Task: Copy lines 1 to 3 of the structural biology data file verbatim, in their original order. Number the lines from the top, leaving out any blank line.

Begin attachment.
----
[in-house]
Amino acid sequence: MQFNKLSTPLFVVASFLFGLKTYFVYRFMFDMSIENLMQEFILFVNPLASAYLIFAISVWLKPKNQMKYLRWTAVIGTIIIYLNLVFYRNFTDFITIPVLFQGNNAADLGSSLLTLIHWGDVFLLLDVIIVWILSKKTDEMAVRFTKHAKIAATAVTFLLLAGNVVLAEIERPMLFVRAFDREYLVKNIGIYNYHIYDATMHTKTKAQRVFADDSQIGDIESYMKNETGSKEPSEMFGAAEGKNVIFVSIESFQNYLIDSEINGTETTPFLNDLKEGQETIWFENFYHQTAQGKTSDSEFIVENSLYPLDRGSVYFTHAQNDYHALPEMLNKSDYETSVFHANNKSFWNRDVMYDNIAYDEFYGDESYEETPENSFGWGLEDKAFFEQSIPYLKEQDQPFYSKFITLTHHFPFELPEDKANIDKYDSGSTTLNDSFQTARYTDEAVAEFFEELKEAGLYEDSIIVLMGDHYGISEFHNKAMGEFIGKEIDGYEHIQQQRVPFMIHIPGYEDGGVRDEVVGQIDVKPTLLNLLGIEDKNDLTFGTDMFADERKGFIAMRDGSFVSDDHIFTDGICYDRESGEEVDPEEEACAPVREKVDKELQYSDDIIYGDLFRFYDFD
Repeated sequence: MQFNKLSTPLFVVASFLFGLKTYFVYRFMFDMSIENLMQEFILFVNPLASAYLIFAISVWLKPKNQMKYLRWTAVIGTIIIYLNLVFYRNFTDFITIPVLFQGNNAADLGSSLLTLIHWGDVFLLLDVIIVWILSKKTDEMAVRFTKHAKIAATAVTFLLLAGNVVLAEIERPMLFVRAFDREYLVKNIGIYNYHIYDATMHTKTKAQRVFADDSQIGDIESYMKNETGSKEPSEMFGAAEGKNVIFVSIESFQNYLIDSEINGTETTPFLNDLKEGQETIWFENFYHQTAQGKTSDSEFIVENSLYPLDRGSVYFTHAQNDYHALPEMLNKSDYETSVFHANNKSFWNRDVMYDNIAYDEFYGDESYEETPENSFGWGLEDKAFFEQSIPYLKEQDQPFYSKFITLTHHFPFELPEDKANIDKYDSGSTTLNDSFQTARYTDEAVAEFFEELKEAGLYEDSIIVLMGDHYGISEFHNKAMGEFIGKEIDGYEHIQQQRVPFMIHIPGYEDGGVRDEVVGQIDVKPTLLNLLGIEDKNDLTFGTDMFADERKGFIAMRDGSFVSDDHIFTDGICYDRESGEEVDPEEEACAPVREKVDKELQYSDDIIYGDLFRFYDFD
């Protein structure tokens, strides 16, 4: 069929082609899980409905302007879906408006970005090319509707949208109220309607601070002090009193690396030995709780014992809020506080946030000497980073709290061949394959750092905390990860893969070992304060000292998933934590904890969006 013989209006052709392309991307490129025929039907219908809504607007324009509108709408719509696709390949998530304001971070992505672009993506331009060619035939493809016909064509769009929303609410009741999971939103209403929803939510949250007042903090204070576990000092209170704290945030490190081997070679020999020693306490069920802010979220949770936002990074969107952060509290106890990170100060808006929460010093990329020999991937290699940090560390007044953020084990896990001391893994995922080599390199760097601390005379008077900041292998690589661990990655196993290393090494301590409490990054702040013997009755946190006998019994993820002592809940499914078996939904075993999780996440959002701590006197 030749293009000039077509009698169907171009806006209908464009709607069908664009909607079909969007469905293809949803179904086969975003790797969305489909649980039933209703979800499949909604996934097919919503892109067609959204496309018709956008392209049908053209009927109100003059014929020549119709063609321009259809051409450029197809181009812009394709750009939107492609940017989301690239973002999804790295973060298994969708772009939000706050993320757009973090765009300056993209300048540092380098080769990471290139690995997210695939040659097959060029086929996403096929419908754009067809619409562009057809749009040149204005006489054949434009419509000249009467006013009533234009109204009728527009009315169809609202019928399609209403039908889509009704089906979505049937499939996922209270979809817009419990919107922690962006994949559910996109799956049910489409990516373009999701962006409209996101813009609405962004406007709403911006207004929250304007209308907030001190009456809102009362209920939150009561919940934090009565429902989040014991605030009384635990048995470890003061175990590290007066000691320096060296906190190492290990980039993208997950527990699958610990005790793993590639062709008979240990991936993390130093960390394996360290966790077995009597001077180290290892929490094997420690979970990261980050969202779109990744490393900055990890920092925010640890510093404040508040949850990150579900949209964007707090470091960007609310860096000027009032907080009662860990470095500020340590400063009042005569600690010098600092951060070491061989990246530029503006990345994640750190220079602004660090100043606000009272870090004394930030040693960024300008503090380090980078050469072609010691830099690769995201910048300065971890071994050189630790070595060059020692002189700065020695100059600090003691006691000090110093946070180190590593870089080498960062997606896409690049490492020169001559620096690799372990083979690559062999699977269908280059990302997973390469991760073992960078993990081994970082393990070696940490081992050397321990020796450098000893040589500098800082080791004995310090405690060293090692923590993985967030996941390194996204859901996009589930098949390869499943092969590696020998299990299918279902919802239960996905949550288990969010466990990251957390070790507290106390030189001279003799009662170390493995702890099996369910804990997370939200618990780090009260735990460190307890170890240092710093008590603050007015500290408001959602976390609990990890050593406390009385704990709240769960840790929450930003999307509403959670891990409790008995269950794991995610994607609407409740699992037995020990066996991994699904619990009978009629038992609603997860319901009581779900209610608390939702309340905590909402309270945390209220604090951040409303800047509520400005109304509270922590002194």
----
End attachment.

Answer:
[in-house]
Amino acid sequence: MQFNKLSTPLFVVASFLFGLKTYFVYRFMFDMSIENLMQEFILFVNPLASAYLIFAISVWLKPKNQMKYLRWTAVIGTIIIYLNLVFYRNFTDFITIPVLFQGNNAADLGSSLLTLIHWGDVFLLLDVIIVWILSKKTDEMAVRFTKHAKIAATAVTFLLLAGNVVLAEIERPMLFVRAFDREYLVKNIGIYNYHIYDATMHTKTKAQRVFADDSQIGDIESYMKNETGSKEPSEMFGAAEGKNVIFVSIESFQNYLIDSEINGTETTPFLNDLKEGQETIWFENFYHQTAQGKTSDSEFIVENSLYPLDRGSVYFTHAQNDYHALPEMLNKSDYETSVFHANNKSFWNRDVMYDNIAYDEFYGDESYEETPENSFGWGLEDKAFFEQSIPYLKEQDQPFYSKFITLTHHFPFELPEDKANIDKYDSGSTTLNDSFQTARYTDEAVAEFFEELKEAGLYEDSIIVLMGDHYGISEFHNKAMGEFIGKEIDGYEHIQQQRVPFMIHIPGYEDGGVRDEVVGQIDVKPTLLNLLGIEDKNDLTFGTDMFADERKGFIAMRDGSFVSDDHIFTDGICYDRESGEEVDPEEEACAPVREKVDKELQYSDDIIYGDLFRFYDFD
Repeated sequence: MQFNKLSTPLFVVASFLFGLKTYFVYRFMFDMSIENLMQEFILFVNPLASAYLIFAISVWLKPKNQMKYLRWTAVIGTIIIYLNLVFYRNFTDFITIPVLFQGNNAADLGSSLLTLIHWGDVFLLLDVIIVWILSKKTDEMAVRFTKHAKIAATAVTFLLLAGNVVLAEIERPMLFVRAFDREYLVKNIGIYNYHIYDATMHTKTKAQRVFADDSQIGDIESYMKNETGSKEPSEMFGAAEGKNVIFVSIESFQNYLIDSEINGTETTPFLNDLKEGQETIWFENFYHQTAQGKTSDSEFIVENSLYPLDRGSVYFTHAQNDYHALPEMLNKSDYETSVFHANNKSFWNRDVMYDNIAYDEFYGDESYEETPENSFGWGLEDKAFFEQSIPYLKEQDQPFYSKFITLTHHFPFELPEDKANIDKYDSGSTTLNDSFQTARYTDEAVAEFFEELKEAGLYEDSIIVLMGDHYGISEFHNKAMGEFIGKEIDGYEHIQQQRVPFMIHIPGYEDGGVRDEVVGQIDVKPTLLNLLGIEDKNDLTFGTDMFADERKGFIAMRDGSFVSDDHIFTDGICYDRESGEEVDPEEEACAPVREKVDKELQYSDDIIYGDLFRFYDFD